Lot 280 - 1927 12843 CGSS Special Roadster

Lot 280 - 1927 12843 CGSS Special Roadster

Lot 280 - 1927 12843 CGSS Special Roadster

Lot Number 280
Registration PF 8854
Chassis Number 1000
Engine Number JC4004
Odometer reading 496 km
Estimate £28,000 - £35,000
Result Sold - £51,520

Unveiled in the summer of 1926, the CGSS was one of the quintessential French voiturettes that could be registered within a lower tax bracket at the time. This model was a development of Amilcar's successful line of sports cars known as the CGS with the extra 'S' standing for surbaissé and described the model's lower chassis.

The CGSS featured a revised camshaft, larger sump volume, improved steering box, short wheelbase and larger brakes. The later examples also featured a four-speed gearbox. Buyers had a choice of various body styles from a coupé to the iconic staggered-seat, pointed-tail roadster. The 1074cc four-cylinder engine from the CGS was fitted but in a slightly higher state of tune delivering 35hp. It was also available with a Cozette supercharger for those who needed more power. Thus equipped, a CGSS won the 1927 Monte Carlo Rally driven by Lefebvre. Designed as an enthusiast's first racing car, many customers purchased the CGSS to drive during the week and to compete in events on the weekend. Today, the CGSS remains one of the most sought-after Amilcars as well as a landmark example of a late 1920s sports car.

This story, in any detail, begins in 1973 when Trevor Pask spotted a 'small ad' in Exchange & Mart for an Amilcar. The UK was being strangled by the 'three-day week' and a small garage operating in Hanwell, West London, had a proprietor with a passion for these iconic French voiturettes. After a brief telephone call, they met and struck a deal for £75. It was stored in a lock-up some miles away and hadn't been opened for five years. The tyres were flat and the currently-fitted Vauxhall 12 engine had seized; it was winched out and taken home.

After judicious amounts of WD40, some fresh sparking plugs and some elbow grease on the flywheel, it fired up and Trevor Pask was soon seen lapping the perimeter road at Brunel University. It was then put away for six or seven years with the occasional blast around the campus.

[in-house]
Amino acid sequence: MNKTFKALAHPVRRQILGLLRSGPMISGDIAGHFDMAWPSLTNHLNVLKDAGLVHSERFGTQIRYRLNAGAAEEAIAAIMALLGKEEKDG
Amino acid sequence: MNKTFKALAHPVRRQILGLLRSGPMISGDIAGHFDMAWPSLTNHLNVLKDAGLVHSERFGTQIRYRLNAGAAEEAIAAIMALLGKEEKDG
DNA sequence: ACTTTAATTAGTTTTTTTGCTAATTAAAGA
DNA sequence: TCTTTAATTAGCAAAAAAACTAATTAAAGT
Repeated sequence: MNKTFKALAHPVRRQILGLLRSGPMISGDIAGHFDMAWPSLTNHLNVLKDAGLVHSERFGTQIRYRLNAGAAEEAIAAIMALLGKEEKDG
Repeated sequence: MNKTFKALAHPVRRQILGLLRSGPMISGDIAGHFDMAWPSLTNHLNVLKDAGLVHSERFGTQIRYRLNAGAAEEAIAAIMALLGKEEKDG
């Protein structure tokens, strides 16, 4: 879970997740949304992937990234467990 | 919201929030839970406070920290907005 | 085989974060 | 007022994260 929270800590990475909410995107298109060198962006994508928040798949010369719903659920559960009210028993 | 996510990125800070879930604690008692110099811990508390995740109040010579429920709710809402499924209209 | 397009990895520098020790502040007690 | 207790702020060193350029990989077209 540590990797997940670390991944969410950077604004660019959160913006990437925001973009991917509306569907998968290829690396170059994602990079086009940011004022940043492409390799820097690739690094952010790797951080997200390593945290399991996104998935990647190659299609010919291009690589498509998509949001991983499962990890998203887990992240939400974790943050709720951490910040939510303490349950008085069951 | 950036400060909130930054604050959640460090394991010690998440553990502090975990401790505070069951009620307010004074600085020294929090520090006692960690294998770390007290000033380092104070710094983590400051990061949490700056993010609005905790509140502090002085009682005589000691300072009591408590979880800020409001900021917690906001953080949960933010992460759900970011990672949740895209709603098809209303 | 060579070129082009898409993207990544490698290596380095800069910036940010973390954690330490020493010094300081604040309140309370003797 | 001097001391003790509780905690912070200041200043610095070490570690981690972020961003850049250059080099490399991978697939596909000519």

It later transpired that a friend, Desmond Peacock, was having his CGSS re-framed and skinned and, with the skin off his car, Mr. Pask made some patterns from his very original frame and had another ash unit made up. Roy Hartin of Hartin Panels in Putney re-skinned it in aluminium including the distinctive 'Eldridge Cowl', and thus the restoration process had begun.

The engine and gearbox were removed, Hartin re-made the fuel tank and the lamps, wing stays and struts were also all rejected. The propshaft assembly also went, along with the engine mountings and steering box bracket. And so began the process of collecting the requisite parts through the press, autojumbles, the Amilcar Register and various trips to France. Eventually the correct parts for a new toque tube came together, a brake cross-shaft and cockpit instruments but unfortunately still no engine and gearbox. Eventually one turned up in a rolling chassis of a car, 'bought for spares', as well as many other extra parts. By 1984, the car was assembled using re-built brakes and "new bearings in everything that turned".  The new frame and body was then added and the car you see here was beginning to come together. The coach-trimmer then arrived and spent a week on the staggered seats, trim and black tonneau cover, all of which complemented the exquisite, seamless aluminium coachwork.

Marchal headlamps were finally added and The Trevor Pask CGSS was complete.

Paperwork exists within the history file detailing drawing, bills and UK registration document both modern and buff. Many MoT test certificates also accompany this car as well as a period photograph of a similar car with Eldridge Cowl, YM 55, powering round the Greenford Track in September, 1927.

There is no doubt that this car has been assembled through a combination of knowledge, experience, patience and, above all, passion.  The craftsmanship employed is impeccable and the bodywork is nothing short of poetry.

Interested parties should satisfy themselves as to the description and condition of each lot prior to the sale. Buyers are advised to inspect the car in person or use a professional to carry out this service.

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